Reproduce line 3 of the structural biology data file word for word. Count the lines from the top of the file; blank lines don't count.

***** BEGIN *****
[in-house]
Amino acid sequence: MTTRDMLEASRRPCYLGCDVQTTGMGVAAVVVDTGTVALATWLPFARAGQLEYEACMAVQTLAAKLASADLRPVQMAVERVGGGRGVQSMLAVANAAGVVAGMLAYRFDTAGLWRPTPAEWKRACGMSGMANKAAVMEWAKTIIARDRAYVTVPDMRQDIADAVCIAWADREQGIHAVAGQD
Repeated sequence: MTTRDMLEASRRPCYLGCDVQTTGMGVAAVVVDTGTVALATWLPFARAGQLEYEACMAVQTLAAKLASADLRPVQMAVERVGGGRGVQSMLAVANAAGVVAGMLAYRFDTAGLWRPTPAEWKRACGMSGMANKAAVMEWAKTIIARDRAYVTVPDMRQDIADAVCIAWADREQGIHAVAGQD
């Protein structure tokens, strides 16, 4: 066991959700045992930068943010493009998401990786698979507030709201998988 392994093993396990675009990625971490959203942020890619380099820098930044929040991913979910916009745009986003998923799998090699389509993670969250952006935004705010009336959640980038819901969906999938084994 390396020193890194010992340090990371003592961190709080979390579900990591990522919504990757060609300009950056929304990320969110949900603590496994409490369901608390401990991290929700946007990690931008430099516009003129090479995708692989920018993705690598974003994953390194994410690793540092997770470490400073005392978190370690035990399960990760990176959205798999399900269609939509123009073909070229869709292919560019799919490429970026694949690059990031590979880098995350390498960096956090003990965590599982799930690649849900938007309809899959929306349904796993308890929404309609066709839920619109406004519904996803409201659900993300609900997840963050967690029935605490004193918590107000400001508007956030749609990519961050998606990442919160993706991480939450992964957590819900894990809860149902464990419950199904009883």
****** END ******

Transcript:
Repeated sequence: MTTRDMLEASRRPCYLGCDVQTTGMGVAAVVVDTGTVALATWLPFARAGQLEYEACMAVQTLAAKLASADLRPVQMAVERVGGGRGVQSMLAVANAAGVVAGMLAYRFDTAGLWRPTPAEWKRACGMSGMANKAAVMEWAKTIIARDRAYVTVPDMRQDIADAVCIAWADREQGIHAVAGQD